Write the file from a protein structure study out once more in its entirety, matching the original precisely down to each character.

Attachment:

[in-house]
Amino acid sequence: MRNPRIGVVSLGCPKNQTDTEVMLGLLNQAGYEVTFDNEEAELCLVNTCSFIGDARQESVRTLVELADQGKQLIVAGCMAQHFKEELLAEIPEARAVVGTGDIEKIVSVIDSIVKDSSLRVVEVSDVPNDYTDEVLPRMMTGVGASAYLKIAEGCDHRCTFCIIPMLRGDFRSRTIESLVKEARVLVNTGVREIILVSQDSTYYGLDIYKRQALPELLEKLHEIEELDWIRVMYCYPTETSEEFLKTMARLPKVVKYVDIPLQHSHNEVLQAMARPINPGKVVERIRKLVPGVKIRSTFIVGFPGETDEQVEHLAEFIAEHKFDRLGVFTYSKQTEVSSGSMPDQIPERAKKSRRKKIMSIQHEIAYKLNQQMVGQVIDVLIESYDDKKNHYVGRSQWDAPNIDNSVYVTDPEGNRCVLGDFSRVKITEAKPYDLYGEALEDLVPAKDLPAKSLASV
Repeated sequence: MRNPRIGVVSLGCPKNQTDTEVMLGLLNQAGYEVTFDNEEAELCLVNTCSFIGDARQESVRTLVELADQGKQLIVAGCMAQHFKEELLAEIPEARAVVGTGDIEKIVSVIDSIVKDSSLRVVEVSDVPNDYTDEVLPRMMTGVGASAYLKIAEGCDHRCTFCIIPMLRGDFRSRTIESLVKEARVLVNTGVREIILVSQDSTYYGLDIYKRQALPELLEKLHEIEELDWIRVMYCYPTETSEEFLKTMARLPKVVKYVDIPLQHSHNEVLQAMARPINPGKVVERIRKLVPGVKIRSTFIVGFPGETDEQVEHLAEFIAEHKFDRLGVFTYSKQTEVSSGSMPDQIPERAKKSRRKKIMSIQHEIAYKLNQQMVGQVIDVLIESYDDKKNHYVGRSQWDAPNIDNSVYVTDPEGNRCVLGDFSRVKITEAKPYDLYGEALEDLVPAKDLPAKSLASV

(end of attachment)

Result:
[in-house]
Amino acid sequence: MRNPRIGVVSLGCPKNQTDTEVMLGLLNQAGYEVTFDNEEAELCLVNTCSFIGDARQESVRTLVELADQGKQLIVAGCMAQHFKEELLAEIPEARAVVGTGDIEKIVSVIDSIVKDSSLRVVEVSDVPNDYTDEVLPRMMTGVGASAYLKIAEGCDHRCTFCIIPMLRGDFRSRTIESLVKEARVLVNTGVREIILVSQDSTYYGLDIYKRQALPELLEKLHEIEELDWIRVMYCYPTETSEEFLKTMARLPKVVKYVDIPLQHSHNEVLQAMARPINPGKVVERIRKLVPGVKIRSTFIVGFPGETDEQVEHLAEFIAEHKFDRLGVFTYSKQTEVSSGSMPDQIPERAKKSRRKKIMSIQHEIAYKLNQQMVGQVIDVLIESYDDKKNHYVGRSQWDAPNIDNSVYVTDPEGNRCVLGDFSRVKITEAKPYDLYGEALEDLVPAKDLPAKSLASV
Repeated sequence: MRNPRIGVVSLGCPKNQTDTEVMLGLLNQAGYEVTFDNEEAELCLVNTCSFIGDARQESVRTLVELADQGKQLIVAGCMAQHFKEELLAEIPEARAVVGTGDIEKIVSVIDSIVKDSSLRVVEVSDVPNDYTDEVLPRMMTGVGASAYLKIAEGCDHRCTFCIIPMLRGDFRSRTIESLVKEARVLVNTGVREIILVSQDSTYYGLDIYKRQALPELLEKLHEIEELDWIRVMYCYPTETSEEFLKTMARLPKVVKYVDIPLQHSHNEVLQAMARPINPGKVVERIRKLVPGVKIRSTFIVGFPGETDEQVEHLAEFIAEHKFDRLGVFTYSKQTEVSSGSMPDQIPERAKKSRRKKIMSIQHEIAYKLNQQMVGQVIDVLIESYDDKKNHYVGRSQWDAPNIDNSVYVTDPEGNRCVLGDFSRVKITEAKPYDLYGEALEDLVPAKDLPAKSLASV